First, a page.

4. Only three Toronto bars currently stock Mate—but the thirst is growing.
Despite being available in 40 countries, you can only indulge your curiosity—or your addiction—at Handlebar in Kensington Market, as well as Bambi’s and Sex Laser, both on Dundas West. But that’s changing soon. (Montreal became the first Canadian city to stock it last summer, with its current stockists climbing to 10.) “They’re cool small bars in the city with a clientele that tends to know about Club-Mate, perhaps because many of them are artists or musicians, or have spent time in Berlin,” explains Altman of the small-scale test market, noting their locations were also a factor that could indicate potential consumer popularity versus, say, King West lounges. “I don’t think there’s a typical Mate customer,” muses Altman. “They tend to be unique characters, like Mate—exactly the kind of people you might find at these bars.”
5. So how do you drink it?
Of course, unlike our Caesars, German efficiency dictates that a Mate cocktail be simple. Typically: just add a shot of vodka, or three. Currently, only 330 mL bottles of original recipe Club-Mate are available in Toronto, compared to the 500 mL bottles available across the Atlantic, where it also comes in several other flavours, including a Mate-Cola mix and a pomegranate mix—which, when mixed with ginger ale and vodka, is the best bottom-shelf drink you will ever have. (Pro tip: You can find a hearty selection of drink recipes, boozy and otherwise, here.)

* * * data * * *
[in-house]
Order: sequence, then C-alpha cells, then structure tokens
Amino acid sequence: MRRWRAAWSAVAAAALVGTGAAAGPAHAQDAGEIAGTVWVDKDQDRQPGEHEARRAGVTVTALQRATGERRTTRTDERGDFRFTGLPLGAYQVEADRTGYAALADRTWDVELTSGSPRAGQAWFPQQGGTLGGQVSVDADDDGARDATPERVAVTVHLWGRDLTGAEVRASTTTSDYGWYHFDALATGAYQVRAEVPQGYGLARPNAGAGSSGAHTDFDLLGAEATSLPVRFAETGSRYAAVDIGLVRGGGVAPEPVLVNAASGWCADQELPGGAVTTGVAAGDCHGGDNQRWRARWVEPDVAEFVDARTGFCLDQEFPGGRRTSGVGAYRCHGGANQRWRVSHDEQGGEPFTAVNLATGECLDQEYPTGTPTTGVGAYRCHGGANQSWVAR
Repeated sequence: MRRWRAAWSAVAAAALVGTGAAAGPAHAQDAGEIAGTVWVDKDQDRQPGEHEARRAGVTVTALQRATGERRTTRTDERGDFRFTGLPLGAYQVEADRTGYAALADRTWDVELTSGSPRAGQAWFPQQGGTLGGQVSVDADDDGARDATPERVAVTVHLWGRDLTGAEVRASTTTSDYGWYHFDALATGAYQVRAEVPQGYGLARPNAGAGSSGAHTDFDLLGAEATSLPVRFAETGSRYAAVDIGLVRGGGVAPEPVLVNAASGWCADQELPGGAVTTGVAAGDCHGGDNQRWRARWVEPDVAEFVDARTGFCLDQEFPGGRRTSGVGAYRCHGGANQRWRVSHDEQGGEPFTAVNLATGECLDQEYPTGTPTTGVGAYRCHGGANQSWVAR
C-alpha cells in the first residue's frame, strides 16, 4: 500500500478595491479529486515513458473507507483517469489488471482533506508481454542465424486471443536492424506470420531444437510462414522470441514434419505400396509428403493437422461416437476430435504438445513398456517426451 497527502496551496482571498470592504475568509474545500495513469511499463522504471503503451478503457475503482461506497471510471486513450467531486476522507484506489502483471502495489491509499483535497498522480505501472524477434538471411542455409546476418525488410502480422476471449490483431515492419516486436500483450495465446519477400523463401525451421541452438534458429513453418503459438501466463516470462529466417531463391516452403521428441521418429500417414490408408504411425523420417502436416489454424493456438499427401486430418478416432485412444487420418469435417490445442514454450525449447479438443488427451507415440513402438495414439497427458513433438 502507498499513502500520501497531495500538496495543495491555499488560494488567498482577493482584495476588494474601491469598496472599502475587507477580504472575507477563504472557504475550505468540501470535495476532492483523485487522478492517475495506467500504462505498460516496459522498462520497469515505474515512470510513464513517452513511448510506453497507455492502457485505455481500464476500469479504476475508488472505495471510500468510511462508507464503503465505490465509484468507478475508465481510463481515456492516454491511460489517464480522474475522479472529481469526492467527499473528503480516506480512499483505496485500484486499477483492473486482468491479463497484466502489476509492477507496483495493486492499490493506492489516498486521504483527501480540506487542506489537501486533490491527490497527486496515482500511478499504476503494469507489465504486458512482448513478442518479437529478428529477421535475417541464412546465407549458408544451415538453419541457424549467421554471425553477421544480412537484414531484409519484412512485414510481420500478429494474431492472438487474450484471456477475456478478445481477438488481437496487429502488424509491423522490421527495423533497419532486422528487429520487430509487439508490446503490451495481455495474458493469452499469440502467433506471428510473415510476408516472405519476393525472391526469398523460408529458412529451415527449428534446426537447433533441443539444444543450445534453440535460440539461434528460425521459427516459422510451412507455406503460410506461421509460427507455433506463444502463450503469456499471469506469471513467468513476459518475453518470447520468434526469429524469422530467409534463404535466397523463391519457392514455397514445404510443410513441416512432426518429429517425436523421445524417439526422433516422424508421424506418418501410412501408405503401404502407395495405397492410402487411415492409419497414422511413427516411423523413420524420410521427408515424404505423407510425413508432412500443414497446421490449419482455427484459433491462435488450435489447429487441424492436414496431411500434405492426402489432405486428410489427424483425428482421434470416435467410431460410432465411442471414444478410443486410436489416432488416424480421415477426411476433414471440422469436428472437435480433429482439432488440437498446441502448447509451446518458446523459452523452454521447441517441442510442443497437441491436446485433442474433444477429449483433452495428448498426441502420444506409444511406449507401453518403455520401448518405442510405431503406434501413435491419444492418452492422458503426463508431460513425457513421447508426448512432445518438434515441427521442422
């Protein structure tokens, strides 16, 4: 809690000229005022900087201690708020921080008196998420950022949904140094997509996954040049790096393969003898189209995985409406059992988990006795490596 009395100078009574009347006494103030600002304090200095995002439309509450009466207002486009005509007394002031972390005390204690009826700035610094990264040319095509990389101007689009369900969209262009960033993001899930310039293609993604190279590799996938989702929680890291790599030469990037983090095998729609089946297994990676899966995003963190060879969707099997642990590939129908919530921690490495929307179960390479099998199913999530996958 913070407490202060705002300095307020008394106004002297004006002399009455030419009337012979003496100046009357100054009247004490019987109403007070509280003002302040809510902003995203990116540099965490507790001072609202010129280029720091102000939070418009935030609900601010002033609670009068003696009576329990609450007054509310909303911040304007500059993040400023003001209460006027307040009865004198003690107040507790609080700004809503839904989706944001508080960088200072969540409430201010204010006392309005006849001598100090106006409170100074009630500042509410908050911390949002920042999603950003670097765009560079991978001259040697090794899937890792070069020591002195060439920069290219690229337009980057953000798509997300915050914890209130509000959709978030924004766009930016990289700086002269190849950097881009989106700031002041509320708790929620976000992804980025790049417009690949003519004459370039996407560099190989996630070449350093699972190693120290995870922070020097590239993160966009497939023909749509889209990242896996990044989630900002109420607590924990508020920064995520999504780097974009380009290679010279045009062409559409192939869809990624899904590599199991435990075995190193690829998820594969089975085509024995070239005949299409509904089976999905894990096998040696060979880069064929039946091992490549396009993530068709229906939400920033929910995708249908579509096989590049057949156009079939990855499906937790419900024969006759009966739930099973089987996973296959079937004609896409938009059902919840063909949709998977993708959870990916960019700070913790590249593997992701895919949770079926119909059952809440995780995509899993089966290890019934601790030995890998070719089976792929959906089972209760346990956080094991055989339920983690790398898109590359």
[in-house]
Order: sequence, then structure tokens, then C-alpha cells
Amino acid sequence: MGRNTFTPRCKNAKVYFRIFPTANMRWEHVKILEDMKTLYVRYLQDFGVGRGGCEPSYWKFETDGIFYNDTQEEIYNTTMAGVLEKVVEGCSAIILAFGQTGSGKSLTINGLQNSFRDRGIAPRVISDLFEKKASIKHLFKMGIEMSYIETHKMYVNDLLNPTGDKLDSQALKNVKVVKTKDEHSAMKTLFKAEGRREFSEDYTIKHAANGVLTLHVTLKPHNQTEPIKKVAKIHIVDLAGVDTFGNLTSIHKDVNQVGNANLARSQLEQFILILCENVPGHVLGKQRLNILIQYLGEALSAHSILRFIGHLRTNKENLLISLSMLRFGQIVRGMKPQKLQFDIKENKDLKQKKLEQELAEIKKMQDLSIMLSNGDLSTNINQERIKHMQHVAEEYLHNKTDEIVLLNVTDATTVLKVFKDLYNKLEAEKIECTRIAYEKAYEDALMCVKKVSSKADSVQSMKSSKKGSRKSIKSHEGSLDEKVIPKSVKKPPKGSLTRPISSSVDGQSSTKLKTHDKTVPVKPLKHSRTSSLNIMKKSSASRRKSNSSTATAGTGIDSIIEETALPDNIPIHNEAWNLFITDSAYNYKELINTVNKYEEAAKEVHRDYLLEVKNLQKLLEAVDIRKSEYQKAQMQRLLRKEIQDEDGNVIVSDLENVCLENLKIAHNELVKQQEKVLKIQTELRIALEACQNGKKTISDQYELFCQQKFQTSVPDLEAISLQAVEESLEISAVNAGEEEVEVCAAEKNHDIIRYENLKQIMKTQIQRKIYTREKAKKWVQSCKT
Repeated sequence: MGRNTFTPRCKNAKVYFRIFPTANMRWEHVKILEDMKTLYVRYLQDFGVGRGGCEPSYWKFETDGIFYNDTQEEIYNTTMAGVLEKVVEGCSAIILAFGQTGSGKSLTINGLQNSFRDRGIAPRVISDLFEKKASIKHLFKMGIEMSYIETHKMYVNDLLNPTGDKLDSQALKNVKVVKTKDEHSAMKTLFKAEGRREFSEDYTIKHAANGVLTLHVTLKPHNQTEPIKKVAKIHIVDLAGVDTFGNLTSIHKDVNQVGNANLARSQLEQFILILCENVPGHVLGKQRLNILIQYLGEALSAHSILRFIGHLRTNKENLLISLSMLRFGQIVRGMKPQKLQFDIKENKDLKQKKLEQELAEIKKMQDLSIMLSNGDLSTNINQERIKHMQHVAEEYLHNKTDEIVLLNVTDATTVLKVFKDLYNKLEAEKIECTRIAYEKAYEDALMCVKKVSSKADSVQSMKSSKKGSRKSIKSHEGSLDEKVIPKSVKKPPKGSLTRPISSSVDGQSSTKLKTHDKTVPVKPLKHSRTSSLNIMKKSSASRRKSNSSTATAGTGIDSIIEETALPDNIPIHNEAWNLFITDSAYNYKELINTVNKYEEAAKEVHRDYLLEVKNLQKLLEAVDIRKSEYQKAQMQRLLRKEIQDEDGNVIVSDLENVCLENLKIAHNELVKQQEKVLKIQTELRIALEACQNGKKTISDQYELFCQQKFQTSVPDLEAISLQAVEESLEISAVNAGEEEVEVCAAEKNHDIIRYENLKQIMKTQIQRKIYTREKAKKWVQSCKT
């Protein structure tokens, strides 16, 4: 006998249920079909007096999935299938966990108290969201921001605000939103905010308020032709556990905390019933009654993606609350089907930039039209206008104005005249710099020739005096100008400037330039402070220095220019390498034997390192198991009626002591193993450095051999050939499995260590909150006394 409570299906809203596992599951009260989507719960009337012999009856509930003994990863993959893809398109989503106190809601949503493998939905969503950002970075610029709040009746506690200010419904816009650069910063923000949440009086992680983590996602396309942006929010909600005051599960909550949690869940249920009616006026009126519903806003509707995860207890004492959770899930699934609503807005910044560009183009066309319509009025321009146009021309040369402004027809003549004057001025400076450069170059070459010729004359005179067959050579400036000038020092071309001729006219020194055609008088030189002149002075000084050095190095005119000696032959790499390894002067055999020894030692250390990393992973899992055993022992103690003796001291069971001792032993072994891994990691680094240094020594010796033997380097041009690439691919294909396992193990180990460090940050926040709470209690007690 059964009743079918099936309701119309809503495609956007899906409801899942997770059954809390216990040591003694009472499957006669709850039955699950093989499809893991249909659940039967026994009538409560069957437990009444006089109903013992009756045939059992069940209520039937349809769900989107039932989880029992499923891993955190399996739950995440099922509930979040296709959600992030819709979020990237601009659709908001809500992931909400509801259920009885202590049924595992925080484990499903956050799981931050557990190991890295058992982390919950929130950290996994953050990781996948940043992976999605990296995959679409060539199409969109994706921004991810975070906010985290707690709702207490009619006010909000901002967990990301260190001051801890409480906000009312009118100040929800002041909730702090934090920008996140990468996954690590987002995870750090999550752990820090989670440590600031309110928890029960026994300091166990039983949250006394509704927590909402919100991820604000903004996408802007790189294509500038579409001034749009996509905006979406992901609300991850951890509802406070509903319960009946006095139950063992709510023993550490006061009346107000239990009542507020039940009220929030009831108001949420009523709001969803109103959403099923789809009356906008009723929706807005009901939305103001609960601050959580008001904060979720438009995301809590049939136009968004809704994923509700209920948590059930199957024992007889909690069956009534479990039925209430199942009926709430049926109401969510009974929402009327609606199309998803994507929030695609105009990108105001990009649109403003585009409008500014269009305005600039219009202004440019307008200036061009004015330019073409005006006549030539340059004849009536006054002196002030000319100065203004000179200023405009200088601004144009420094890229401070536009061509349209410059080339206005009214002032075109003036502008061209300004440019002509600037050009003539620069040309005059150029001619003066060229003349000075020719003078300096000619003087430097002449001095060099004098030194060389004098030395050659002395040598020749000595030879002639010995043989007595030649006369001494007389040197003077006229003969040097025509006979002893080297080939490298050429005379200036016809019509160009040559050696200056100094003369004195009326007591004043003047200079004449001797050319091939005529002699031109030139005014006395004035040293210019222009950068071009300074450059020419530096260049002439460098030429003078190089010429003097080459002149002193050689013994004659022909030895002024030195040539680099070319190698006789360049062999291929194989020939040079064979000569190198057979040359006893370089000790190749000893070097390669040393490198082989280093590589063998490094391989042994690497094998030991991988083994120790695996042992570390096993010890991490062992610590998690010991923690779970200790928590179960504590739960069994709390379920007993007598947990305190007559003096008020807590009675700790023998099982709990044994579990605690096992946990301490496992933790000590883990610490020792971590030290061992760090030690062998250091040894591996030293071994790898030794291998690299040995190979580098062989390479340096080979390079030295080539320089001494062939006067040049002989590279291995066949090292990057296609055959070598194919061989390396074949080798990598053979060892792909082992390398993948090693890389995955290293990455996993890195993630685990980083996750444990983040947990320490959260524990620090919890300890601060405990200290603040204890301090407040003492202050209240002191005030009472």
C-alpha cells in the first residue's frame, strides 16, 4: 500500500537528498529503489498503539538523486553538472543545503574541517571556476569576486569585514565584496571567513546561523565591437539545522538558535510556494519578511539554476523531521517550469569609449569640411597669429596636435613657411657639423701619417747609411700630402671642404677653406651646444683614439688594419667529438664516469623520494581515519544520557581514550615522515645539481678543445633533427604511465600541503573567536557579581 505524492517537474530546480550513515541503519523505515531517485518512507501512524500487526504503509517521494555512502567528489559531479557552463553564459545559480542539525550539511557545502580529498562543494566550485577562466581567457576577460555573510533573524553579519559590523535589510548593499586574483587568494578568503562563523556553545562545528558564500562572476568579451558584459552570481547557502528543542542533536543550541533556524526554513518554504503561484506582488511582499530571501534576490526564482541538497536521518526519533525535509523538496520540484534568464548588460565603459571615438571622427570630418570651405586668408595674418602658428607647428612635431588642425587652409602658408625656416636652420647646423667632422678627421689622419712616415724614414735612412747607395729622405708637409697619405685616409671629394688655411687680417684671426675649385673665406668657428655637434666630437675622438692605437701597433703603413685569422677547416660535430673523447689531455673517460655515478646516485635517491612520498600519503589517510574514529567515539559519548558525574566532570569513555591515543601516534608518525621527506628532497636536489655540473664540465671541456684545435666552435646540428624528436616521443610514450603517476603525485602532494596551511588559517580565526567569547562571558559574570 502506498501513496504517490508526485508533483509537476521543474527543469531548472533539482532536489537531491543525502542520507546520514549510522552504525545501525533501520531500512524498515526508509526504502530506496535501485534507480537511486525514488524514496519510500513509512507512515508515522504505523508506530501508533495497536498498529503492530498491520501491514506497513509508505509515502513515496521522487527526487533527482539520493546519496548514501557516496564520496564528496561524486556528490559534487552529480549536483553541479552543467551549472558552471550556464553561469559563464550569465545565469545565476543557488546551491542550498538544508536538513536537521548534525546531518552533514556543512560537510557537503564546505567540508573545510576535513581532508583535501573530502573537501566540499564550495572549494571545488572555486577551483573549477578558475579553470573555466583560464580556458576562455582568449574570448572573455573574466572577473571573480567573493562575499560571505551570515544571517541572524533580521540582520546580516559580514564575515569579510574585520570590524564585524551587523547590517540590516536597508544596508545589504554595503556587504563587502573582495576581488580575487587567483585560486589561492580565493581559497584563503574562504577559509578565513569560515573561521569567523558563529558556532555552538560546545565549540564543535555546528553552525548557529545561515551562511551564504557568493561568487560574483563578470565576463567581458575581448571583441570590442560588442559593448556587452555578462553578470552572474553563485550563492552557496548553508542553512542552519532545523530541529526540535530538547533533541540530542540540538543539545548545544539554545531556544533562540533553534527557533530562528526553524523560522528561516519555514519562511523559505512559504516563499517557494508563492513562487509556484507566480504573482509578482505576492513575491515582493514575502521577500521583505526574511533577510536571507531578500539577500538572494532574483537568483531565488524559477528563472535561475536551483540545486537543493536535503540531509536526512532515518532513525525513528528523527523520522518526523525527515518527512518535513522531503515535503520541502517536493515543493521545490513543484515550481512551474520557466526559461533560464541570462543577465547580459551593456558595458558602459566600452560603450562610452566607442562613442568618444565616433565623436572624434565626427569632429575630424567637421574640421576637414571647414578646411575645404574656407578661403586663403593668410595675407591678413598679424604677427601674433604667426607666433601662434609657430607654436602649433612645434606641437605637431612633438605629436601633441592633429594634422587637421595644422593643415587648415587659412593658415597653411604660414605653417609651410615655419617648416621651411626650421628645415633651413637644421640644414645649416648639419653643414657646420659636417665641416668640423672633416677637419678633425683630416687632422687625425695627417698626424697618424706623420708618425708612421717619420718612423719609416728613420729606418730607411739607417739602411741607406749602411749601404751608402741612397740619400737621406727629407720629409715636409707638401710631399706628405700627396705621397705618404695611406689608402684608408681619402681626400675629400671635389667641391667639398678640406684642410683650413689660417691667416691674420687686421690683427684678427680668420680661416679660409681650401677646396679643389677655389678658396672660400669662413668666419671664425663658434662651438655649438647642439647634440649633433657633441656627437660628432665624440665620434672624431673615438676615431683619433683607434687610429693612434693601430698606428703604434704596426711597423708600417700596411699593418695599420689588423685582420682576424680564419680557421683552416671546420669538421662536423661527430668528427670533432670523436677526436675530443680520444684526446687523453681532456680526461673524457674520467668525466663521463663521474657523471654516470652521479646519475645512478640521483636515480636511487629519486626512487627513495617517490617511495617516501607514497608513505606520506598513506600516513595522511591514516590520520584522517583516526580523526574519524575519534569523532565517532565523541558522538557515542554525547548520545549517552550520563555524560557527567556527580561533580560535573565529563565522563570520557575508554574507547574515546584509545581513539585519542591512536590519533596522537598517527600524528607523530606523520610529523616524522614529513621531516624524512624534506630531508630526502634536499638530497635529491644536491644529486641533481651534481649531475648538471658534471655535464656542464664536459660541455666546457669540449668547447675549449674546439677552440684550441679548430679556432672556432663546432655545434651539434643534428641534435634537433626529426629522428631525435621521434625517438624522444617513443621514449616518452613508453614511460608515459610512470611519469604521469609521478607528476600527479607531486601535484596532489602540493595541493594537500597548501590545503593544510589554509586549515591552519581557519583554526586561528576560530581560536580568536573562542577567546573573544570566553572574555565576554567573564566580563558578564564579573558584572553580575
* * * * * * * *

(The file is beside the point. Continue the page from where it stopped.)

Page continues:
6. And the consensus? Those who like Club-Mate, really fucking love it. Even if it is a little pricey.
“People tend to come exclusively for [the drink],” says Neil Rankin, the trustworthy barkeep at Handlebar who also runs the Feast In The East nights and sings in the band Gay. “It’s not a crazy top-seller, but it’s been doing pretty well. If people enjoy it, they’ll stand by it.” Indeed, as Altman says, Club-Mate is an acquired taste. After eight months, I still can’t get on board with the traditional concoction. But that’s the running joke with the beverage.
At Sex Laser, the conspicuous and beautifully dark bar that serves Mate as its only non-alcoholic drink, the reaction has been 50/50: “It is definitely a small cult-following thing,” says owner Martin Czechowski. “A lot of people who are really excited and order it tell me about how they tried it all over the world. I’m starting to see people on a regular basis who come just for it.” Although he’ll keep reordering cases as long as it sells (and because he loves it), the high mark-up can be a bit of a deterrent, with vodka-Mates running $7 and a single bottle at $6. (Comparatively, a 500 mL Mate in Berlin will run about $1.50 in grocery and convenience stores, and around $5 in bars and cafes.) “Even though I got this impression people were fighting over it, it’s not selling as quickly as I thought,” admits Czechowski. Since December, he estimates he’s sold about six or seven cases (with 24 bottles per case). Despite pushing the new addition on Facebook and Twitter, when I ask if anyone’s ordered it spontaneously, he pauses: “I don’t think that’s happened. Mate has really only attracted the people who love it.”